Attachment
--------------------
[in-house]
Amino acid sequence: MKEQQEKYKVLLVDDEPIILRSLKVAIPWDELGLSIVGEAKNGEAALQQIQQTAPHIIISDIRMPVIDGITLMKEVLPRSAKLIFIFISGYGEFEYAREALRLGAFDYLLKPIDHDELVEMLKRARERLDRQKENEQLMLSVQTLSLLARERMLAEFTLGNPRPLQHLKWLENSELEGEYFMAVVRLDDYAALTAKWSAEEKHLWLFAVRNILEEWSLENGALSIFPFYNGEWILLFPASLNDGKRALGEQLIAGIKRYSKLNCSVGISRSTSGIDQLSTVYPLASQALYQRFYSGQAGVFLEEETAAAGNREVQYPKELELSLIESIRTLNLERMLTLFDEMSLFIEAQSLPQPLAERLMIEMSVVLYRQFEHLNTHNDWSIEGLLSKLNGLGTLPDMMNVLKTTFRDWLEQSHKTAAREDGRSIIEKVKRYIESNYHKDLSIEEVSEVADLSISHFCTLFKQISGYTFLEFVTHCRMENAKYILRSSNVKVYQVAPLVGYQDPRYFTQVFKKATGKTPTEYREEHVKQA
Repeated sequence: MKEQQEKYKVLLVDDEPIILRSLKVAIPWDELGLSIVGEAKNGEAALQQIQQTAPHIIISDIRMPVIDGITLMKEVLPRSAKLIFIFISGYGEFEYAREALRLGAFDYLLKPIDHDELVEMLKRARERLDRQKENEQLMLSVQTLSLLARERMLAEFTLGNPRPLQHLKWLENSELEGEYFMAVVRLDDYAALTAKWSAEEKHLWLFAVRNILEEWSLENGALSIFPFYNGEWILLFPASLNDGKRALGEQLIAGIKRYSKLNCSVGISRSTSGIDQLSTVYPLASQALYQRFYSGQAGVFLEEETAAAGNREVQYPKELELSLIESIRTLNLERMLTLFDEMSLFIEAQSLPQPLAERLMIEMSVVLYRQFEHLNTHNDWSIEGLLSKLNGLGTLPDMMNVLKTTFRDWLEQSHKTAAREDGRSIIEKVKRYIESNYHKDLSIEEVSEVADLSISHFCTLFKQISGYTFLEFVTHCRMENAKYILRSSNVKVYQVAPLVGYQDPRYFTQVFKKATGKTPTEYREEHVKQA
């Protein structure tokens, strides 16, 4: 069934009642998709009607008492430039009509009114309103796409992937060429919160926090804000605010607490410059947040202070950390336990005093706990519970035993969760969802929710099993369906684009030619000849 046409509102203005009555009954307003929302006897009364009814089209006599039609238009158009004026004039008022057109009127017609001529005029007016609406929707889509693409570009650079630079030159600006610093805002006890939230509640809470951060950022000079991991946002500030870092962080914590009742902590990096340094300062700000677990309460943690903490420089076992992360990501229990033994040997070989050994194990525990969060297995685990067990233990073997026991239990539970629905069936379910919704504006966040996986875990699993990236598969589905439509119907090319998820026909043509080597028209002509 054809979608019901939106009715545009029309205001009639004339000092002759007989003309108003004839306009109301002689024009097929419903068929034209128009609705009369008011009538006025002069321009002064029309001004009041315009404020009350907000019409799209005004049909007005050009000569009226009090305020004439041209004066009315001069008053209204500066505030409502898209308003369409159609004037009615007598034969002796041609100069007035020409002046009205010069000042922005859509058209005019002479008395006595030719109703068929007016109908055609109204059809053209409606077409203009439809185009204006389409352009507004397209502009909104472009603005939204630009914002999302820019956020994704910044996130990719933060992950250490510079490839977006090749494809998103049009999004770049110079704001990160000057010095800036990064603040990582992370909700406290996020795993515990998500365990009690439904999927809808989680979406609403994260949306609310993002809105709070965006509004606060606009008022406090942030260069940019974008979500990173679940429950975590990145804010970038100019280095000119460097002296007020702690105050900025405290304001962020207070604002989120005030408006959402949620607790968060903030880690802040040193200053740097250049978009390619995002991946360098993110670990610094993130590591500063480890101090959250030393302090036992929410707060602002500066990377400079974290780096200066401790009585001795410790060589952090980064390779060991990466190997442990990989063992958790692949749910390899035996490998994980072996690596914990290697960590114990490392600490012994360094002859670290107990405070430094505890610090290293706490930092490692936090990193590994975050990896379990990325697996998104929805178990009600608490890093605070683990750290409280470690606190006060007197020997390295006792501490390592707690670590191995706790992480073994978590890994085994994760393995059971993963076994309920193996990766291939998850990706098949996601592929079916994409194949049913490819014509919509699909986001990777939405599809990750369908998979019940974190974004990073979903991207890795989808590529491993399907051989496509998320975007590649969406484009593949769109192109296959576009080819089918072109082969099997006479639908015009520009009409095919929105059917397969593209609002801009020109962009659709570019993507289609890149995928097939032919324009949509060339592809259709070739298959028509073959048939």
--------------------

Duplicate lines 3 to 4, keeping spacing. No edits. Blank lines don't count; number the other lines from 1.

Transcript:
Repeated sequence: MKEQQEKYKVLLVDDEPIILRSLKVAIPWDELGLSIVGEAKNGEAALQQIQQTAPHIIISDIRMPVIDGITLMKEVLPRSAKLIFIFISGYGEFEYAREALRLGAFDYLLKPIDHDELVEMLKRARERLDRQKENEQLMLSVQTLSLLARERMLAEFTLGNPRPLQHLKWLENSELEGEYFMAVVRLDDYAALTAKWSAEEKHLWLFAVRNILEEWSLENGALSIFPFYNGEWILLFPASLNDGKRALGEQLIAGIKRYSKLNCSVGISRSTSGIDQLSTVYPLASQALYQRFYSGQAGVFLEEETAAAGNREVQYPKELELSLIESIRTLNLERMLTLFDEMSLFIEAQSLPQPLAERLMIEMSVVLYRQFEHLNTHNDWSIEGLLSKLNGLGTLPDMMNVLKTTFRDWLEQSHKTAAREDGRSIIEKVKRYIESNYHKDLSIEEVSEVADLSISHFCTLFKQISGYTFLEFVTHCRMENAKYILRSSNVKVYQVAPLVGYQDPRYFTQVFKKATGKTPTEYREEHVKQA
């Protein structure tokens, strides 16, 4: 069934009642998709009607008492430039009509009114309103796409992937060429919160926090804000605010607490410059947040202070950390336990005093706990519970035993969760969802929710099993369906684009030619000849 046409509102203005009555009954307003929302006897009364009814089209006599039609238009158009004026004039008022057109009127017609001529005029007016609406929707889509693409570009650079630079030159600006610093805002006890939230509640809470951060950022000079991991946002500030870092962080914590009742902590990096340094300062700000677990309460943690903490420089076992992360990501229990033994040997070989050994194990525990969060297995685990067990233990073997026991239990539970629905069936379910919704504006966040996986875990699993990236598969589905439509119907090319998820026909043509080597028209002509 054809979608019901939106009715545009029309205001009639004339000092002759007989003309108003004839306009109301002689024009097929419903068929034209128009609705009369008011009538006025002069321009002064029309001004009041315009404020009350907000019409799209005004049909007005050009000569009226009090305020004439041209004066009315001069008053209204500066505030409502898209308003369409159609004037009615007598034969002796041609100069007035020409002046009205010069000042922005859509058209005019002479008395006595030719109703068929007016109908055609109204059809053209409606077409203009439809185009204006389409352009507004397209502009909104472009603005939204630009914002999302820019956020994704910044996130990719933060992950250490510079490839977006090749494809998103049009999004770049110079704001990160000057010095800036990064603040990582992370909700406290996020795993515990998500365990009690439904999927809808989680979406609403994260949306609310993002809105709070965006509004606060606009008022406090942030260069940019974008979500990173679940429950975590990145804010970038100019280095000119460097002296007020702690105050900025405290304001962020207070604002989120005030408006959402949620607790968060903030880690802040040193200053740097250049978009390619995002991946360098993110670990610094993130590591500063480890101090959250030393302090036992929410707060602002500066990377400079974290780096200066401790009585001795410790060589952090980064390779060991990466190997442990990989063992958790692949749910390899035996490998994980072996690596914990290697960590114990490392600490012994360094002859670290107990405070430094505890610090290293706490930092490692936090990193590994975050990896379990990325697996998104929805178990009600608490890093605070683990750290409280470690606190006060007197020997390295006792501490390592707690670590191995706790992480073994978590890994085994994760393995059971993963076994309920193996990766291939998850990706098949996601592929079916994409194949049913490819014509919509699909986001990777939405599809990750369908998979019940974190974004990073979903991207890795989808590529491993399907051989496509998320975007590649969406484009593949769109192109296959576009080819089918072109082969099997006479639908015009520009009409095919929105059917397969593209609002801009020109962009659709570019993507289609890149995928097939032919324009949509060339592809259709070739298959028509073959048939």